Reporters Without Borders

Predators

North Korea
Kim Jong-un
Chairman of Central Military Commission, first secretary of Korean Workers Party, supreme leader of Democratic People’s Republic of Korea

The successor to North Korean dictator Kim Jong-Il, who died of a heart attack in December 2011, Kim Jong-un moved even before he took over to shut down the flow of information from abroad.

In August 2011, Kim Jong-un ordered repression intensified throughout the country, with special attention to media originating in South Korea. And he completely cut off shipments of foreign goods including mobile phones and CDs. Group 109, the anti-smuggling unit, received authorization to conduct random searches of homes.

The government then created another investigative unit under the control of the propaganda and agitation department, assigned to eradicate “anti-socialist activities.”

Little is known of Kim Jong-un. His having attended school in Switzerland, his youth and his inexperience do not provide a basis for predicting how he will rule. But information that is circulating, notably concerning party purges at the local level, point to a hard-line policy aimed at ensuring his dominance of the country’s ruling elite.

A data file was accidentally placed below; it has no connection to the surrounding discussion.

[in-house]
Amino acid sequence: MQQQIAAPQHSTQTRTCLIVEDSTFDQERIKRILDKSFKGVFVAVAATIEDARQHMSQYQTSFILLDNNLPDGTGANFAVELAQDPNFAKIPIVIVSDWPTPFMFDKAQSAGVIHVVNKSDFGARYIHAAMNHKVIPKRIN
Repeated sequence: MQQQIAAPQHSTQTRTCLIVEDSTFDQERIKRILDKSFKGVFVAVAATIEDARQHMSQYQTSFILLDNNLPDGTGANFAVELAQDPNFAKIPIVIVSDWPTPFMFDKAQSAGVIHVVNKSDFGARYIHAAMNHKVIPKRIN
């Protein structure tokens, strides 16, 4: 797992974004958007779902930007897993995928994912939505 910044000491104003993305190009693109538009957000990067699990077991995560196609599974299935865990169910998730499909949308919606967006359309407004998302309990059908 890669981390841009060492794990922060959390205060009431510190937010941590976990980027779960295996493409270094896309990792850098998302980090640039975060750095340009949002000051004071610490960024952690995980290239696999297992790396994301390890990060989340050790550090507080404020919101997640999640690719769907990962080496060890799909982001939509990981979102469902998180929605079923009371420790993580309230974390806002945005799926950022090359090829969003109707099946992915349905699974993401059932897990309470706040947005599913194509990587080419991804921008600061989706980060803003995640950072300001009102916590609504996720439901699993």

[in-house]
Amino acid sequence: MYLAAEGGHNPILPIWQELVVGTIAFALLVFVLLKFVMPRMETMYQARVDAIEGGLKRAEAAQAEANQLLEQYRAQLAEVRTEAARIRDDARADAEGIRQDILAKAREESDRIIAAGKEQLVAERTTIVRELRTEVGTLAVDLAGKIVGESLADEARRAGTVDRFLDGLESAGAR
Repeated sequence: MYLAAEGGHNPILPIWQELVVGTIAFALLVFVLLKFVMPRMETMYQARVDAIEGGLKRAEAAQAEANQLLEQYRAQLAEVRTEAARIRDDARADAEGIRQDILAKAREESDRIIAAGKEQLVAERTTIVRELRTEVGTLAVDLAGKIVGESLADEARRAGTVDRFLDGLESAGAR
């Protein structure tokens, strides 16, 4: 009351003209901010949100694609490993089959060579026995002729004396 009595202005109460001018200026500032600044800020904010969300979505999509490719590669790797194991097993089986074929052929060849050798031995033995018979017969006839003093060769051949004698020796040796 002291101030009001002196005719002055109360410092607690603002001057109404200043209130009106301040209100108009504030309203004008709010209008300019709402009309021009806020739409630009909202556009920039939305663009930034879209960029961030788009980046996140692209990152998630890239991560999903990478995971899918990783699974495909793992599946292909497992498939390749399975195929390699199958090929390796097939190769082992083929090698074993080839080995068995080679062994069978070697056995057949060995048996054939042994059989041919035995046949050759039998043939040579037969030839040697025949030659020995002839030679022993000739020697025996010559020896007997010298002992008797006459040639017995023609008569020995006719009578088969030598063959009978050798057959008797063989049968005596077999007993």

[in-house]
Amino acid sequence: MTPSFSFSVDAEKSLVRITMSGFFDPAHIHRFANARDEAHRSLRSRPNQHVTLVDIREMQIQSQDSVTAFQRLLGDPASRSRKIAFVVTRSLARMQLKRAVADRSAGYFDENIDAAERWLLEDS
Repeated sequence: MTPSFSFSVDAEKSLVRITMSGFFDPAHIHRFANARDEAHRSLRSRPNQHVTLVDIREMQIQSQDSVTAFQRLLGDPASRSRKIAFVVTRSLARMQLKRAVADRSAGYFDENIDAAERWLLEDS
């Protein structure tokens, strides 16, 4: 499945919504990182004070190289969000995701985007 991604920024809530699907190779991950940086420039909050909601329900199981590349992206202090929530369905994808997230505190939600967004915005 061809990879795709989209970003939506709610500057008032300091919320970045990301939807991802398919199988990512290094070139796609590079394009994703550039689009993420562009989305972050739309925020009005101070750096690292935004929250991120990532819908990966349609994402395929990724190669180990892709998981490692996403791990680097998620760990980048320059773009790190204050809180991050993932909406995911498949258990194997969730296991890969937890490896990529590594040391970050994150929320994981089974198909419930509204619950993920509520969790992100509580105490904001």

Some refugees who had escaped North Korea before 2009 said that before they fled they had never even heard of Kim Jong-un. Since September 2010, when he was named a four-star general of the Korean People’s Army, appointed a permanent member of the party central committee and vice president of its military commission, Kim Jong-un has generated a personality cult similar to the one that centred on Kim Jong-Il. Since January 2010, state media refer to him as “father.”

Despite the opening of a permanent Associated Press bureau in Pyongyang in January 2012, North Korea is as closed to the outside world as any nation on earth. Jim Jong-un does not appear ready, for now, to loosen his absolute control of the media.

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